Differential Association, Theory of

Differential Association, Theory of

 

in bourgeois (primarily American) criminology, one of the social psychology theories of the causes of criminal behavior. It was formulated in 1939 by the American criminologist Sutherland and is followed by such criminologists as Cressey, Glaser, Sykes, and Matza. According to the theory of differential association a person becomes a criminal if during the process of his communication (association) with the people he considers models for himself and during evaluation of his own personality he is primarily in contact with people, concepts, and definitions that favor violation of the law. In its turn, the predominant influence of certain contacts in comparison with others and the relationships that arise as a result of these contacts depend on their intensity, frequency, length, and significance for the person.

The theory of differential association was supplemented by the so-called theory of differential identification, according to which a person’s reactions to influence exerted on him depend on his image of himself, that is, his self-evaluation (the model person and norms of behavior he compares himself to and, therefore, which social group he identifies himself with). Here the theory of differential association is close to the more general so-called sociocultural theory.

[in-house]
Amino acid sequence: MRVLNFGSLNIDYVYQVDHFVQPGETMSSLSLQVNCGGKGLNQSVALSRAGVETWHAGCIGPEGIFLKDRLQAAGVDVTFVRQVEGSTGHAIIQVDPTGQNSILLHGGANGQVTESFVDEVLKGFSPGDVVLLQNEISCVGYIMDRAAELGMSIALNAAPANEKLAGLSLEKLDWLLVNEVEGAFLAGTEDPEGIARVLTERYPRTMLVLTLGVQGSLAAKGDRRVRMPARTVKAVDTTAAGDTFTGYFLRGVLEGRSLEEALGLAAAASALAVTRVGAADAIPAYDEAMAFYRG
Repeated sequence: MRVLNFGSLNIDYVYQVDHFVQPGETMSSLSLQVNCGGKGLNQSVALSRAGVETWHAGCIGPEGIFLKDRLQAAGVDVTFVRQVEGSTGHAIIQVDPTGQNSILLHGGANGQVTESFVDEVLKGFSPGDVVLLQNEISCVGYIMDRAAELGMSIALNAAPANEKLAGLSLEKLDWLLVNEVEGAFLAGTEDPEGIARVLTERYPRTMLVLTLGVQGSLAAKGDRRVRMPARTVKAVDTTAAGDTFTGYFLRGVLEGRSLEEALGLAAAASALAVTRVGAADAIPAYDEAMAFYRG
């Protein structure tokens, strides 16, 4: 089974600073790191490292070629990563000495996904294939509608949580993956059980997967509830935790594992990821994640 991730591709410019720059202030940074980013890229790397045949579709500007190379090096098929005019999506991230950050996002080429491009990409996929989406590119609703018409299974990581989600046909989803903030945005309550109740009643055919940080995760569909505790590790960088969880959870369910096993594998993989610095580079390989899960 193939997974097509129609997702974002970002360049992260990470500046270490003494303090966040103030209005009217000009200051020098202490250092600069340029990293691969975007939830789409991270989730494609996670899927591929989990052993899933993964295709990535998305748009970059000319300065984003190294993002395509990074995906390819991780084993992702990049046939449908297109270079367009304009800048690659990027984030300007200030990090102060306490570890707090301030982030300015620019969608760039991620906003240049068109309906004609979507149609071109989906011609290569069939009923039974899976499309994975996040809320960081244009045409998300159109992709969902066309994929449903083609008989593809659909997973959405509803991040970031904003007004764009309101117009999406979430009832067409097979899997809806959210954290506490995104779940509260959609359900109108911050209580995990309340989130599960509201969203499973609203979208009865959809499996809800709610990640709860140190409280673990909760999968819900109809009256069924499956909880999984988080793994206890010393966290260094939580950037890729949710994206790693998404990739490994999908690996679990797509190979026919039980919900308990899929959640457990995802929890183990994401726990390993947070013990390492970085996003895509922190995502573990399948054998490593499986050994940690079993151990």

The authors who support the theory of differential association try to describe the psychological ’“mechanism” of preparation for crime. They believe that even before such a person commits a crime the social disapproval of illegal behavior is “neutralized” (rejected) in his consciousness, through such mental processes as finding a personal justification for violating the laws. Specifically, the violator of the law frequently sees himself as a victim of exceptional circumstances or bad influence and therefore feels that he cannot bear responsibility for the crime. He commits the illegal act without changing his image of himself.

These propositions reveal the key point of the theory of differential association—that crime is caused by a person’s image of himself and of the relationship between himself and others and by the prior removal of social and psychological restraint. The theory of differential association is completely unsound scientifically because its representatives try to explain the causes of criminality without a class analysis of the basic economic, social, and ideological preconditions that give rise to criminality in modern capitalist society.

A. M. IAKOVLEV

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